Event Review: Sasha And Digweed

By Ram Samudrala [08-05-2002]

One of the most intense high energy shows I've been to was the Sasha and Digweed performance at the 5050, aka Chad's Warehouse in Seattle. It was the epitome of what trance music should be.

Since I first became acquainted with Tangerine Dream, or even Pink Floyd, and all the way through Burning Man, the idea of mood music has fascinated me. The difference between that kind of music, particularly in its electronica form, and the music, say, that I create, is that it is designed to reflect the moods of the people listening to it (as opposed to the moods of the creator). Either intuitively or through some form of logical reasoning, artists like Paul Oakenfold, John Digweed, and Sasha are able to find the connection between beats and notes and higher order networks in the brain.

The result, (described in words, but ultimately trance), is a Zen-like state where only you (i.e., the self) and the music exist on some Platonic plane. This was an experience I've felt listening to trance and other mood music (Oakenfold, Tangerine Dream, Pink Floyd) while driving through beautiful landscapes at Burning Man, and now at the Sasha and Digweed performance. The word "trance" describes the music appropriately.

While it is probably true that psychedelic and other mood-altering substances may provide for a different sort of experience, perhaps one that easily enables a person to reach that Plantonic realm, I don't believe it's necessary at all. In fact, there is always the problem that when under the influence, one may only perceive to be colinear with the music when one is not. This is unlikely to happen when your neural networks are pretty much at equilibrium (usually the case). However, it probably does make it more difficult to easily ignore other attention-demanding aspects of your brain without an ability to focus with discipline.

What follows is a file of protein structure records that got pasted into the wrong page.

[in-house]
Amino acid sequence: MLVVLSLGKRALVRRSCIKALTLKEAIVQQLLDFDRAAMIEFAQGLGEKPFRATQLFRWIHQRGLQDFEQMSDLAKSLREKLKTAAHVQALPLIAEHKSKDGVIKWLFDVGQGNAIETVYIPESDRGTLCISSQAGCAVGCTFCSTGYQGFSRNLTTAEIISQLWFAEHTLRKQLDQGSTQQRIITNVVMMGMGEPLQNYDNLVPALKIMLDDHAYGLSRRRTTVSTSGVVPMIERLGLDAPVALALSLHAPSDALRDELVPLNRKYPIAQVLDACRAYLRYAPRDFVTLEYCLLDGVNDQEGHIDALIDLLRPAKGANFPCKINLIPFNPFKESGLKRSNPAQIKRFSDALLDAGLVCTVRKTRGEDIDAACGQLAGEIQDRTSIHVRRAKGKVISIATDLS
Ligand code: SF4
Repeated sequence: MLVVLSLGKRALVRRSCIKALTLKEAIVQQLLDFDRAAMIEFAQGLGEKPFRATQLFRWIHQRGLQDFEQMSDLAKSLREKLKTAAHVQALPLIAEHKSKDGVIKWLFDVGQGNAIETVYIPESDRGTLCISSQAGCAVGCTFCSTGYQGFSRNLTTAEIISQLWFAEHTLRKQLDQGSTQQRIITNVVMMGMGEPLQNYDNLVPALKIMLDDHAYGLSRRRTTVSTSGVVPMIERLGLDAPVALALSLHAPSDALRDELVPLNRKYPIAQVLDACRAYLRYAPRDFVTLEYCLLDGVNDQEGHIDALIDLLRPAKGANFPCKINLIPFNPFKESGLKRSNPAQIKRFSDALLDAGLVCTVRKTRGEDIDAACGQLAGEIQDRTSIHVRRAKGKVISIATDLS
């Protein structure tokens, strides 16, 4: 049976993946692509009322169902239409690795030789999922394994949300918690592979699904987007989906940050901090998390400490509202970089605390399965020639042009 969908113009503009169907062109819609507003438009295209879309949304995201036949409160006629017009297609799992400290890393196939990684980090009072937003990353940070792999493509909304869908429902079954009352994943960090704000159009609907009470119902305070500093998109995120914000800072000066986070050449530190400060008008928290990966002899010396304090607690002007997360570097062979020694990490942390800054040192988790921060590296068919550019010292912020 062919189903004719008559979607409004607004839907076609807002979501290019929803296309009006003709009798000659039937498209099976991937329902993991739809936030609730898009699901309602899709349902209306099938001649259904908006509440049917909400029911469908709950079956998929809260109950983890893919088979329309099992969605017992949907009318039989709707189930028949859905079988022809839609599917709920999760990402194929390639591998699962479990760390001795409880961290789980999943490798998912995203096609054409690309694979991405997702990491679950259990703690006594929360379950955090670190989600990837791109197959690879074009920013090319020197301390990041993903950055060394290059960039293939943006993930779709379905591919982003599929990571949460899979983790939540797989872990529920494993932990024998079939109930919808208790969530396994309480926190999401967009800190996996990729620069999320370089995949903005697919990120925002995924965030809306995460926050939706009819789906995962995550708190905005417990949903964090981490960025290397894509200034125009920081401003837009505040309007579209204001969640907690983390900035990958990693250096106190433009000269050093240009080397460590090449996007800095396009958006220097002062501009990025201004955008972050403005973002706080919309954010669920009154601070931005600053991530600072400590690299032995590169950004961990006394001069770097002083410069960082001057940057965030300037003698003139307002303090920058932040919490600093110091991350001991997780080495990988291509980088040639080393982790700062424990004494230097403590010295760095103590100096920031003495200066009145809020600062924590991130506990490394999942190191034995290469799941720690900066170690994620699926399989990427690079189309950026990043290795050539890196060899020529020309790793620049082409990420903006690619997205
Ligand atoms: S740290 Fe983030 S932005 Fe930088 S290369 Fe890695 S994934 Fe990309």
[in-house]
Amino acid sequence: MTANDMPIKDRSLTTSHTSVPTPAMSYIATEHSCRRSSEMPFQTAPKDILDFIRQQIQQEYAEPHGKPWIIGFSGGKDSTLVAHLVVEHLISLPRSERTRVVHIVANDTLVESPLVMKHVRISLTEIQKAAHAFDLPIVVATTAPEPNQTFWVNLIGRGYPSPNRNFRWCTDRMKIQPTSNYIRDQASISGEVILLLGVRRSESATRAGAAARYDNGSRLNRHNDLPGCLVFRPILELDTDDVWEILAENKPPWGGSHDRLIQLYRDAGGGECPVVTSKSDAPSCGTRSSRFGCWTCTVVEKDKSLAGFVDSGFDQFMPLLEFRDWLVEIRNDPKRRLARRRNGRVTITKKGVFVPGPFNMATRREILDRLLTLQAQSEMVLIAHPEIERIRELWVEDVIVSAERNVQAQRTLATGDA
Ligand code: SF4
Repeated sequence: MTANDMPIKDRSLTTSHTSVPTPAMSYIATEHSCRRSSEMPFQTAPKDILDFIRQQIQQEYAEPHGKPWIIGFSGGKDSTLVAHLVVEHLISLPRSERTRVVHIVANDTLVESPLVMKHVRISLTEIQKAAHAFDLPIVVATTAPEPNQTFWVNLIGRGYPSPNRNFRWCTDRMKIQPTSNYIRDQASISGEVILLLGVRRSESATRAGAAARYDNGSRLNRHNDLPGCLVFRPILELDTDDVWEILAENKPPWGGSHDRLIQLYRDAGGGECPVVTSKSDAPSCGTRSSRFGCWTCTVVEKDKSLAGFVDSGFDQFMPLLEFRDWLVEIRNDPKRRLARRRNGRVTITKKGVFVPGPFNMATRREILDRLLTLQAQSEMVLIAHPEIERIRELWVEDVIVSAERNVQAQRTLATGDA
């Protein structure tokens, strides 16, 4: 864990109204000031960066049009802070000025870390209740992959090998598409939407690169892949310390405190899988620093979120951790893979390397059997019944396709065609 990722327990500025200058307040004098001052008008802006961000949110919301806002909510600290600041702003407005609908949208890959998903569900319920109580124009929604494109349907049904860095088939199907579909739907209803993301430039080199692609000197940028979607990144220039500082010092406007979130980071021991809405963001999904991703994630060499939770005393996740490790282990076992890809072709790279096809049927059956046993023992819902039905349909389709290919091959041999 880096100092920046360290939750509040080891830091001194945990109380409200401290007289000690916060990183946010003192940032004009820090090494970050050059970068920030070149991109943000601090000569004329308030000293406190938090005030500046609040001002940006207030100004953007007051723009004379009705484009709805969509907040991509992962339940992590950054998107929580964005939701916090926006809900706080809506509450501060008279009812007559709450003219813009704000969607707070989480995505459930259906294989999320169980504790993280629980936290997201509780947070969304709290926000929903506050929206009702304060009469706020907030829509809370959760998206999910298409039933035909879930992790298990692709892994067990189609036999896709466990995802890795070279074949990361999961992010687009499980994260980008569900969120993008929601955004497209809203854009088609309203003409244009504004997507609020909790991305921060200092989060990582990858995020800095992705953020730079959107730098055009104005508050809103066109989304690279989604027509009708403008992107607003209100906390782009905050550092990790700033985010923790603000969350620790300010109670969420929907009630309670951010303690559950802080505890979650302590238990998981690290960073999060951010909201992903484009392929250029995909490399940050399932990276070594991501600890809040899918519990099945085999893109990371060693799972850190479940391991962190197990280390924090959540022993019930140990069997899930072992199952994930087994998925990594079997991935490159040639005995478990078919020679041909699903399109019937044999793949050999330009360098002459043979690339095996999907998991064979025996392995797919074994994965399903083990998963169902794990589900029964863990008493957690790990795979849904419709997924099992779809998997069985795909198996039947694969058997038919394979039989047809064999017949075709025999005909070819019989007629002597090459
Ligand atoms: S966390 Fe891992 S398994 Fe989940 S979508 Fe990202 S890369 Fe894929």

Pretentious stuff. But my attempts to explain trancing in words illustrate my point about the connection I feel to trance, more than the words themselves can do.

Anyway, it's very clear that artists who make trance music need a great deal of exposure and a significant connection to the aspects of their brains that can let them relate to the trace-experience. Sasha and Digweed demonstrated that they have it, and if you get a chance to check them out, I definitely recommend it.

Source: http://www.musicdish.com/mag/?id=6423


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